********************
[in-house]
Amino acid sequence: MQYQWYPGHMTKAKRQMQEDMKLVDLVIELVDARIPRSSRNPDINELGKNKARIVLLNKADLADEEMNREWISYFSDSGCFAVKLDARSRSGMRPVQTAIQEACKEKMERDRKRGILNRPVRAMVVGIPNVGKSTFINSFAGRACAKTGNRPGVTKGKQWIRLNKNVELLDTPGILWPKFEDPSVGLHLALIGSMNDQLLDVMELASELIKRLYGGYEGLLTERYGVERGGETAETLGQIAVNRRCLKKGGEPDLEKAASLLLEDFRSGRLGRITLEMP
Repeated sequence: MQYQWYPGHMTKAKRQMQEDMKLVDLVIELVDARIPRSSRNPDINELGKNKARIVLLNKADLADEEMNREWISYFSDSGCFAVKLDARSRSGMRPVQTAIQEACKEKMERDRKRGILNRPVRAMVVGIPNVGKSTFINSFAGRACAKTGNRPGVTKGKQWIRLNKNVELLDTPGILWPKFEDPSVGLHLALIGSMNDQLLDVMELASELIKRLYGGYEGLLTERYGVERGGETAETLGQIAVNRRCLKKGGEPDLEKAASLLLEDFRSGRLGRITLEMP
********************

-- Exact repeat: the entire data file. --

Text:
[in-house]
Amino acid sequence: MQYQWYPGHMTKAKRQMQEDMKLVDLVIELVDARIPRSSRNPDINELGKNKARIVLLNKADLADEEMNREWISYFSDSGCFAVKLDARSRSGMRPVQTAIQEACKEKMERDRKRGILNRPVRAMVVGIPNVGKSTFINSFAGRACAKTGNRPGVTKGKQWIRLNKNVELLDTPGILWPKFEDPSVGLHLALIGSMNDQLLDVMELASELIKRLYGGYEGLLTERYGVERGGETAETLGQIAVNRRCLKKGGEPDLEKAASLLLEDFRSGRLGRITLEMP
Repeated sequence: MQYQWYPGHMTKAKRQMQEDMKLVDLVIELVDARIPRSSRNPDINELGKNKARIVLLNKADLADEEMNREWISYFSDSGCFAVKLDARSRSGMRPVQTAIQEACKEKMERDRKRGILNRPVRAMVVGIPNVGKSTFINSFAGRACAKTGNRPGVTKGKQWIRLNKNVELLDTPGILWPKFEDPSVGLHLALIGSMNDQLLDVMELASELIKRLYGGYEGLLTERYGVERGGETAETLGQIAVNRRCLKKGGEPDLEKAASLLLEDFRSGRLGRITLEMP